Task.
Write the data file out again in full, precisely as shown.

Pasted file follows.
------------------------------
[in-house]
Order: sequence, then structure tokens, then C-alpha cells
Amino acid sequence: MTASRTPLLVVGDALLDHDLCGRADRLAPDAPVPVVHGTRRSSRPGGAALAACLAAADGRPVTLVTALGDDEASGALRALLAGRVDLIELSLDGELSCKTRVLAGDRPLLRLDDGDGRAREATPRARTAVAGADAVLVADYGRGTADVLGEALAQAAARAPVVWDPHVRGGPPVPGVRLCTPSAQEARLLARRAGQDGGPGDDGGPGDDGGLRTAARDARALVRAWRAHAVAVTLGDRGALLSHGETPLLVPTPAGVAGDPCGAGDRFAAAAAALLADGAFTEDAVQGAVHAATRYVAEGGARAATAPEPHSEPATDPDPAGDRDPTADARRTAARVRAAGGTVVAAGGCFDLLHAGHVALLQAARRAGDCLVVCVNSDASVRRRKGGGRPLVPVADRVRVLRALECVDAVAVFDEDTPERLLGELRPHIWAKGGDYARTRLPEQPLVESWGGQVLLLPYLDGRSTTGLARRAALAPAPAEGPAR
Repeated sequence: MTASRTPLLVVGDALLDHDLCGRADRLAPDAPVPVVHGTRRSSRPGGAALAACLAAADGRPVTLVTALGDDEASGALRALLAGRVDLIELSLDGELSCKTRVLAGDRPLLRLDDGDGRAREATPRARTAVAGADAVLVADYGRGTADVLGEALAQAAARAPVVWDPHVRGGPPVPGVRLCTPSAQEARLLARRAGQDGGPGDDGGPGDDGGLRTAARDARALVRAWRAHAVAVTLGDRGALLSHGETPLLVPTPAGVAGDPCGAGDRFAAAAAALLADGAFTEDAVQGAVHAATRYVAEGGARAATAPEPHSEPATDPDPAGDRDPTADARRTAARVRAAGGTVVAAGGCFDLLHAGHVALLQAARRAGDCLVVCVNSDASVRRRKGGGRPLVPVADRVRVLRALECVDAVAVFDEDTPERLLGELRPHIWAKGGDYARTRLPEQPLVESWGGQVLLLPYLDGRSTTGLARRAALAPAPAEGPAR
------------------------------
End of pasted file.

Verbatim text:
[in-house]
Order: sequence, then structure tokens, then C-alpha cells
Amino acid sequence: MTASRTPLLVVGDALLDHDLCGRADRLAPDAPVPVVHGTRRSSRPGGAALAACLAAADGRPVTLVTALGDDEASGALRALLAGRVDLIELSLDGELSCKTRVLAGDRPLLRLDDGDGRAREATPRARTAVAGADAVLVADYGRGTADVLGEALAQAAARAPVVWDPHVRGGPPVPGVRLCTPSAQEARLLARRAGQDGGPGDDGGPGDDGGLRTAARDARALVRAWRAHAVAVTLGDRGALLSHGETPLLVPTPAGVAGDPCGAGDRFAAAAAALLADGAFTEDAVQGAVHAATRYVAEGGARAATAPEPHSEPATDPDPAGDRDPTADARRTAARVRAAGGTVVAAGGCFDLLHAGHVALLQAARRAGDCLVVCVNSDASVRRRKGGGRPLVPVADRVRVLRALECVDAVAVFDEDTPERLLGELRPHIWAKGGDYARTRLPEQPLVESWGGQVLLLPYLDGRSTTGLARRAALAPAPAEGPAR
Repeated sequence: MTASRTPLLVVGDALLDHDLCGRADRLAPDAPVPVVHGTRRSSRPGGAALAACLAAADGRPVTLVTALGDDEASGALRALLAGRVDLIELSLDGELSCKTRVLAGDRPLLRLDDGDGRAREATPRARTAVAGADAVLVADYGRGTADVLGEALAQAAARAPVVWDPHVRGGPPVPGVRLCTPSAQEARLLARRAGQDGGPGDDGGPGDDGGLRTAARDARALVRAWRAHAVAVTLGDRGALLSHGETPLLVPTPAGVAGDPCGAGDRFAAAAAALLADGAFTEDAVQGAVHAATRYVAEGGARAATAPEPHSEPATDPDPAGDRDPTADARRTAARVRAAGGTVVAAGGCFDLLHAGHVALLQAARRAGDCLVVCVNSDASVRRRKGGGRPLVPVADRVRVLRALECVDAVAVFDEDTPERLLGELRPHIWAKGGDYARTRLPEQPLVESWGGQVLLLPYLDGRSTTGLARRAALAPAPAEGPAR